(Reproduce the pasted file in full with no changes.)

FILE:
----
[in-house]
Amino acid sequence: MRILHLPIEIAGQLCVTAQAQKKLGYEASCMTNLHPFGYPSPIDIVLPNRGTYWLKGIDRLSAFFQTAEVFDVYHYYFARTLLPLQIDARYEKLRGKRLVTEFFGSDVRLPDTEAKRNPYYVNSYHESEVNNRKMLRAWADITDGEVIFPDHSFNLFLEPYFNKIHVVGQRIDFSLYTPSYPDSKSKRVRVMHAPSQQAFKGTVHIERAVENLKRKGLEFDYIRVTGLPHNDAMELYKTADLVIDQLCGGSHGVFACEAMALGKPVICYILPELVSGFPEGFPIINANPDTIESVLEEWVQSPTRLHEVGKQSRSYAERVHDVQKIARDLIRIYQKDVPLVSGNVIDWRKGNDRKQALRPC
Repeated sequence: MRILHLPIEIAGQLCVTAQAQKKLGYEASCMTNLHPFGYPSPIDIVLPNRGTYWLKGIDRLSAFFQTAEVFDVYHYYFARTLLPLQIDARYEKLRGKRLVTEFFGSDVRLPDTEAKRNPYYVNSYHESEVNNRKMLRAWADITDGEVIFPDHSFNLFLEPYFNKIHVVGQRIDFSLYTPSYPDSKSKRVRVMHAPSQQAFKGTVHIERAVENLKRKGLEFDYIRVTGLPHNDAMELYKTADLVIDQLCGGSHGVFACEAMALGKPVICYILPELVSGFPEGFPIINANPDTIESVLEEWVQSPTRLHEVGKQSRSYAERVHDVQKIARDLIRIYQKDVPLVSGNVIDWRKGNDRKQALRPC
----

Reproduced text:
[in-house]
Amino acid sequence: MRILHLPIEIAGQLCVTAQAQKKLGYEASCMTNLHPFGYPSPIDIVLPNRGTYWLKGIDRLSAFFQTAEVFDVYHYYFARTLLPLQIDARYEKLRGKRLVTEFFGSDVRLPDTEAKRNPYYVNSYHESEVNNRKMLRAWADITDGEVIFPDHSFNLFLEPYFNKIHVVGQRIDFSLYTPSYPDSKSKRVRVMHAPSQQAFKGTVHIERAVENLKRKGLEFDYIRVTGLPHNDAMELYKTADLVIDQLCGGSHGVFACEAMALGKPVICYILPELVSGFPEGFPIINANPDTIESVLEEWVQSPTRLHEVGKQSRSYAERVHDVQKIARDLIRIYQKDVPLVSGNVIDWRKGNDRKQALRPC
Repeated sequence: MRILHLPIEIAGQLCVTAQAQKKLGYEASCMTNLHPFGYPSPIDIVLPNRGTYWLKGIDRLSAFFQTAEVFDVYHYYFARTLLPLQIDARYEKLRGKRLVTEFFGSDVRLPDTEAKRNPYYVNSYHESEVNNRKMLRAWADITDGEVIFPDHSFNLFLEPYFNKIHVVGQRIDFSLYTPSYPDSKSKRVRVMHAPSQQAFKGTVHIERAVENLKRKGLEFDYIRVTGLPHNDAMELYKTADLVIDQLCGGSHGVFACEAMALGKPVICYILPELVSGFPEGFPIINANPDTIESVLEEWVQSPTRLHEVGKQSRSYAERVHDVQKIARDLIRIYQKDVPLVSGNVIDWRKGNDRKQALRPC